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Clerk of the Appellate Courts
Kansas Judicial Center
301 SW 10th Avenue, Room 374
Topeka Kansas 66612-1507
Telephone:  785.296.3229
Fax:  785.296.1028
Email: appellateclerk@kscourts.org


Rules Adopted by the Supreme Court

Court Rules Relating to Mediation

Rule 901
Court Rules Relating to Mediation

Mediation

(a) Mediation under this Rule is the process by which a neutral mediator assists the parties in reaching a mutually acceptable agreement as to issues of a dispute. The role of the mediator is to aid the parties in identifying the issues, reducing misunderstandings, clarifying priorities, exploring areas of compromise, and finding points of agreement. An agreement reached by the parties is to be based on the decisions of the parties and not the decisions of the mediator.
(b) An attorney may act as a mediator for multiple parties in a dispute if:
(1) The attorney-mediator clearly informs the parties of the attorney-mediator's role as a mediator including the confidentiality of the process pursuant to K.S.A. 60-452a and they consent, in writing, to this arrangement;
(2) The attorney-mediator defines the legal issues to the parties only in the presence of all parties in the matter;
(3) The attorney-mediator advises and encourages the parties to seek independent legal advice before the parties execute any settlement agreement drafted by the attorney-mediator;
(4) The attorney-mediator has not represented one of the parties beforehand in a matter that is the subject of the mediation; and
(5) The attorney-mediator does not act on behalf of any party in court nor represent one party against the other in any related matter. However, the attorney-mediator may act as an attorney for a party after the completion of the mediation process if the subsequent representation is clearly distinct from the mediated issues.
(c) An attorney-mediator shall withdraw as mediator if any of the parties so requests, or if any of the conditions stated in paragraph (b) are no longer satisfied. Upon withdrawal, the attorney-mediator shall not continue to act, in any capacity, on behalf of any of the parties in the matter that was the subject of the mediation.
(d) An attorney acting as a mediator is not the legal representative of the parties and there is no attorney-client relationship between the parties and the attorney-mediator.
(e) Nothing in this Rule restricts the activity of:
(1) attorneys representing clients in the negotiation process, or
(2) intermediaries, as defined by EC 5-20 of the Code of Professional Responsibility.
(f) In addition to the requirements of this Rule, an attorney involved in mediation of family disputes must comply with the Kansas Standards of Practice for Lawyer Mediators in Family Disputes, an appendix hereto.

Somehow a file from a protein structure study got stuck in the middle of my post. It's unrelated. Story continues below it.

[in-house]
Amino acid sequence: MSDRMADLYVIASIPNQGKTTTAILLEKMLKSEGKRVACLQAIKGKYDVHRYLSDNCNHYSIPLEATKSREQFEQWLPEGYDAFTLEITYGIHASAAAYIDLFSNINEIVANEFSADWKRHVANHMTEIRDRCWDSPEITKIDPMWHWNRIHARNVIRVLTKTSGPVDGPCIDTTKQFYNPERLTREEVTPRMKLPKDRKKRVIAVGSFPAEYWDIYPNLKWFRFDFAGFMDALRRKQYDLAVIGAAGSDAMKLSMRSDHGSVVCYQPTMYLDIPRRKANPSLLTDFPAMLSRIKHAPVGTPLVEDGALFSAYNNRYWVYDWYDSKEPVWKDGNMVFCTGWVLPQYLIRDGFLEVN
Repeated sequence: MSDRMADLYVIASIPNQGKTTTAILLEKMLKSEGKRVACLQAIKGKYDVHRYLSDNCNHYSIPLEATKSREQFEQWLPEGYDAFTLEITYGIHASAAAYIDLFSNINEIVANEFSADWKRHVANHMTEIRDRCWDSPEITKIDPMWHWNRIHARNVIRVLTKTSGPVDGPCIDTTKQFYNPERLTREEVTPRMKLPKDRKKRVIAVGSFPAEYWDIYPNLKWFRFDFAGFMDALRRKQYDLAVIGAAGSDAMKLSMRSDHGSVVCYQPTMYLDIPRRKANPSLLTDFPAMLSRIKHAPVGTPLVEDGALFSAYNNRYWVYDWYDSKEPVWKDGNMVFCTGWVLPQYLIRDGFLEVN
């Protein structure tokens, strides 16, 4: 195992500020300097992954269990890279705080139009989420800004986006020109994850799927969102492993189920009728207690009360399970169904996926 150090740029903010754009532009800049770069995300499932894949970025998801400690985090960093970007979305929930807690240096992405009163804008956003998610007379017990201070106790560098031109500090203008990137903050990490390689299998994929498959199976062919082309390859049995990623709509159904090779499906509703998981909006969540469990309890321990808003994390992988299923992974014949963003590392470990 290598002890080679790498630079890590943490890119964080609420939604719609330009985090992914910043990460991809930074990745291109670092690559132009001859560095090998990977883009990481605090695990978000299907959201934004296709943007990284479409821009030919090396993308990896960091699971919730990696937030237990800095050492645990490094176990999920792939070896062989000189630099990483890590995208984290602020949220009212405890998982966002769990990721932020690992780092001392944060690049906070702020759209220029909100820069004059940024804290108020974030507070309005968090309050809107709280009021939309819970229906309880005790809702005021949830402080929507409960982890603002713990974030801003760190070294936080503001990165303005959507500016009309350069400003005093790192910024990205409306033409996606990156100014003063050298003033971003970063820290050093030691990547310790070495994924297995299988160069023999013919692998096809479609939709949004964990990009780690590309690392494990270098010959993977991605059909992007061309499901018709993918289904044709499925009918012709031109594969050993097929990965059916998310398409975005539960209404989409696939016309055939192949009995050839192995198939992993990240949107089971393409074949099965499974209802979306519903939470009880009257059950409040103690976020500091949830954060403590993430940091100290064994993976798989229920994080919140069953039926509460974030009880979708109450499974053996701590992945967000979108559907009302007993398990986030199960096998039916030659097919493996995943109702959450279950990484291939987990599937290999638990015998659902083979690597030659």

JUDICIAL COUNCIL COMMENT:


The Judicial Council added section (a) to Supreme Court Rule 901 because the members believed a definition of mediation was necessary to distinguish mediation from other methods of dispute resolution, such as negotiation, arbitration and conciliation. This definition is taken from K.S.A. 23-601, which provides for court-ordered mediation in child custody cases.

Sections (b) and (c) are patterned after the Oregon disciplinary rule on mediation, which was recently adopted by the Oregon Supreme Court. These sections set out the basic obligations of an attorney engaging in mediation.


Section (d) makes it clear that an attorney doing mediation is not acting as an attorney in a representative capacity and no attorney-client relationship exists. This section eliminates the confusion in earlier ethical decisions, which erroneously decided that attorneys could not engage in mediation because the attorney-mediator was representing both parties. (See Silberman, Professional Responsibility Problems of Divorce Mediation, 16 Fam. L. Q. 107 [1982].)

The Judicial Council added section (e) because the members were concerned that the new rule on mediation may be perceived as limiting the negotiation activities of attorneys representing clients in adversarial activities. Negotiating on behalf of a client is distinct from mediating a dispute, because in mediation the mediator is not acting on behalf of either party and the parties negotiate for themselves. Also, the rule does not apply to the role of a mediator or intermediary as defined by the Code of Professional Conduct (EC 5-20) or the proposed Kansas Rules of Professional Conduct (Rule 2.2) because these codes envision the mediator or intermediary acting as an attorney, representing clients. Again, in mediation, as defined by this rule, the mediator is not acting as a representative and there is no attorney-client relationship.

Under section (f), attorneys who mediate family disputes must also comply with the more detailed Standards of Practice for Lawyer Mediators in Family Disputes. The Judicial Council added this section to clarify the interrelationship between the mediation rule and these Kansas Standards.



[History: New rule effective May 6, 1987.]


See also: Rule 1001 - Electronic and Photographic Media Coverage of Judicial Proceedings